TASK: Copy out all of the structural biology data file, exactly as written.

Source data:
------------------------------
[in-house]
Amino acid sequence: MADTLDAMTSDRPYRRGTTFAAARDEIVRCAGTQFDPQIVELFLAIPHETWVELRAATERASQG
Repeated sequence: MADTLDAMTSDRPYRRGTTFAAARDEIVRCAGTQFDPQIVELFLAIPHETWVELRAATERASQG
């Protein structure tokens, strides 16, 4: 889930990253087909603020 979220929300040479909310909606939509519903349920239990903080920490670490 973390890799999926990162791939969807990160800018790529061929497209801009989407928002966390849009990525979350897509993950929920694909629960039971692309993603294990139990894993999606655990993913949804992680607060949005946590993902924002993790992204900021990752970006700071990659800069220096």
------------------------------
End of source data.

[in-house]
Amino acid sequence: MADTLDAMTSDRPYRRGTTFAAARDEIVRCAGTQFDPQIVELFLAIPHETWVELRAATERASQG
Repeated sequence: MADTLDAMTSDRPYRRGTTFAAARDEIVRCAGTQFDPQIVELFLAIPHETWVELRAATERASQG
């Protein structure tokens, strides 16, 4: 889930990253087909603020 979220929300040479909310909606939509519903349920239990903080920490670490 973390890799999926990162791939969807990160800018790529061929497209801009989407928002966390849009990525979350897509993950929920694909629960039971692309993603294990139990894993999606655990993913949804992680607060949005946590993902924002993790992204900021990752970006700071990659800069220096």